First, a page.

It doesn't take a person of extreme intelligence to realize that Liam Neeson is a registered ass-kicker. The 59-year-old actor has appeared in many very cool, and many very mediocre films; but he's almost always guaranteed to put on the best show of the entire product. "Unknown", his newest movie, is really nothing more-or-less different than the usual Neeson walk-about. The actor has a problem he must overcome. In the end, he ends up serving up sweet justice. We walk out of the theater having been entertained, at least mildly. Go us.
However, there is a problem with these movies; few of them are actually good. I can be entertained by a film, yes, but I can also prevent myself from regarding it as good. "Unknown" is admittedly a very well-done film on a technical scale. It is beautifully filmed; set in Berlin and damn proud of it, and well-acted from all ends. There are things to admire about the production and effort put into the film, but then there's this plot; oh that ever-so-distracting thing that almost always puts most movies off course.
Basically, "Unknown" is a better movie than I expected it to be, but just barely. I am giving it as much credit as I possibly can; it is an enjoyable formula thriller with no real bite and no real surprises. It unveils surprise-after-surprise-after-surprise, until we get bored and have to ask it, ever-so-kindly, to stop.
Martin Harris (Liam Neeson) and his wife Elizabeth (January Jones) travel to Berlin for a convention which Martin must attend. Soon after arriving, one of Martin's precious bags is forgotten at the airport (one that contained his passport, so basically, his identity). He takes a taxi to go back to the airport and retrieve it. He gets in an accident, and the taxi, with him in it, ends up underwater. But Martin is revived by its driver (Diane Kruger), and wheeled in to a hospital. This is where he wakes up, and has a lot of trouble remembering anything. Oh, and he has not yet retrieved his identity.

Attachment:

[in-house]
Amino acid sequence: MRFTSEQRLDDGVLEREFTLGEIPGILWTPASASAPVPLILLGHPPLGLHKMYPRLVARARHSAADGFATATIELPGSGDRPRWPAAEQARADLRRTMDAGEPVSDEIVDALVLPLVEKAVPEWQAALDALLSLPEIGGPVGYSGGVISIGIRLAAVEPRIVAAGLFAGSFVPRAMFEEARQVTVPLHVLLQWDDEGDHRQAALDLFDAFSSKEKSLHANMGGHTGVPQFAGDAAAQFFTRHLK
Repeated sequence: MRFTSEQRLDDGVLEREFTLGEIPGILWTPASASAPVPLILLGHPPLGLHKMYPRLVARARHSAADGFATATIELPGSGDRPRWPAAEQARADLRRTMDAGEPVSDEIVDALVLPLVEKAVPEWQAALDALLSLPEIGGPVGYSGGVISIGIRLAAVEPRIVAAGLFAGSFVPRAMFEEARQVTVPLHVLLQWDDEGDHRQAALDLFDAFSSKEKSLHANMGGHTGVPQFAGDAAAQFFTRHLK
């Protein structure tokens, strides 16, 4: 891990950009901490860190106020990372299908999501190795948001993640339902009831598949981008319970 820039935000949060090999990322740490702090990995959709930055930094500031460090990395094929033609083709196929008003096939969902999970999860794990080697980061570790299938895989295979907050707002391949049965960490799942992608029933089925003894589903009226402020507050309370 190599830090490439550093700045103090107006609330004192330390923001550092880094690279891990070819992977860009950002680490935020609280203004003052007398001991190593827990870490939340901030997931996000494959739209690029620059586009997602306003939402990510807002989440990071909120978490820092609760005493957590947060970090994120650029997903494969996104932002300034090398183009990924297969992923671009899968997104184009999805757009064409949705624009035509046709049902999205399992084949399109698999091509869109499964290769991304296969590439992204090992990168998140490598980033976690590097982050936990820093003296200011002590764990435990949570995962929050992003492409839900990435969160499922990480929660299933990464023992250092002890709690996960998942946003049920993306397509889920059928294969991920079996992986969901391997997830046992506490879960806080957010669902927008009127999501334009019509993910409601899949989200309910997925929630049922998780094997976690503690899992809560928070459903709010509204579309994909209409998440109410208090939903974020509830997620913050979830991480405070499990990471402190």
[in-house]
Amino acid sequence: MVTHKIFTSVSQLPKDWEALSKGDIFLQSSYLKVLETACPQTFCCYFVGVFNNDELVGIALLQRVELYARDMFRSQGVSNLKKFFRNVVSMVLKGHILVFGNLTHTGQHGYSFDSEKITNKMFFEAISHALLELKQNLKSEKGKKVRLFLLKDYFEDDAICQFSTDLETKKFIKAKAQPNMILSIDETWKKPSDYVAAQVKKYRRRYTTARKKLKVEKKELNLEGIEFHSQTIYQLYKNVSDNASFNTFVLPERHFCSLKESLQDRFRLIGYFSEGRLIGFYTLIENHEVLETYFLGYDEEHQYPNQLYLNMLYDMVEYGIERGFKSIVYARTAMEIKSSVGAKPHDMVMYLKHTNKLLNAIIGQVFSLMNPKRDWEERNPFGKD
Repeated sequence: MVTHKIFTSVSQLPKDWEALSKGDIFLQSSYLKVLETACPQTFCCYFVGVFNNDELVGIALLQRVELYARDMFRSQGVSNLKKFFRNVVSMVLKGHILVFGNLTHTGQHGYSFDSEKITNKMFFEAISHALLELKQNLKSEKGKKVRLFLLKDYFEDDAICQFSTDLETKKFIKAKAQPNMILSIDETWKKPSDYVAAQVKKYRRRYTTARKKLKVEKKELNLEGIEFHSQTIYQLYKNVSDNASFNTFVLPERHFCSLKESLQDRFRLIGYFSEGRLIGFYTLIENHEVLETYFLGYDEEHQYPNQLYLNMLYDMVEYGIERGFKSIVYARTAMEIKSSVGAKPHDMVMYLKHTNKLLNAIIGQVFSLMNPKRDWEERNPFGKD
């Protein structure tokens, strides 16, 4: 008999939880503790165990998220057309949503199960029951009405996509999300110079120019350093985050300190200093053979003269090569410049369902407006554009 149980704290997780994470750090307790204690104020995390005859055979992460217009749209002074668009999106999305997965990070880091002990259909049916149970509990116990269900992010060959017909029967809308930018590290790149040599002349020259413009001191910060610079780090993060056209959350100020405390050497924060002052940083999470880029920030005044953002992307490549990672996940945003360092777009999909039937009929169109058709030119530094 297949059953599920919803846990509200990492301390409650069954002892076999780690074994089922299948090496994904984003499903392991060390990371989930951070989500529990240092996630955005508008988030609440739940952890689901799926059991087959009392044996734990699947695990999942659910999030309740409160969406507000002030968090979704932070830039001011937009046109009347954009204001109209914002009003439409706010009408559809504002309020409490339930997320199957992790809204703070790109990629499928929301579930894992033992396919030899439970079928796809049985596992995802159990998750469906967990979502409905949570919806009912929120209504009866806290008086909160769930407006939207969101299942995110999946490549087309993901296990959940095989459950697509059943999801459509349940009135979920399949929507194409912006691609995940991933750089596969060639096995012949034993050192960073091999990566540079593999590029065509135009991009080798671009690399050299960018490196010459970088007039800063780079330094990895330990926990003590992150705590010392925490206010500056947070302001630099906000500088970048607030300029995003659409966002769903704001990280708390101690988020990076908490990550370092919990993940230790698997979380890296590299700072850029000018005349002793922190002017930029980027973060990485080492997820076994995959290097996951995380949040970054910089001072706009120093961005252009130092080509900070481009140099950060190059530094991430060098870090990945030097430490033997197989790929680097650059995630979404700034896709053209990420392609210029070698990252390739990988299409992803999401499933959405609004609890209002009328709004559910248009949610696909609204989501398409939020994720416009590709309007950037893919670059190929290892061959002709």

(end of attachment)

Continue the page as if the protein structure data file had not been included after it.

Martin goes to find his wife. He does indeed confront her at the hotel which they are staying at, but she acts as if she's never met him, and there is indeed another Martin Harris with her; claiming to be her husband. Obviously a case of identity theft, we would think, but then again, the two Martins look so different, how would the lady not be able to tell the difference? This seems like a pretty minor problem, although the character treats it like something very, very serious. Yes, he loves the woman, but so what; we can't invest in his turmoil.
Perhaps this is because the film does not want us to feel anything, emotionally, and this is one of its problems. I have no problem with how illogical the plot of "Unknown" may be, but when it comes to emotional resonance, it's quite low on fuel. We can't "feel" for Neeson's character or any other character. Yet, there are moments when they desperately cry for help, and we're supposed to weep along with them. These moments, simply put, just do not work.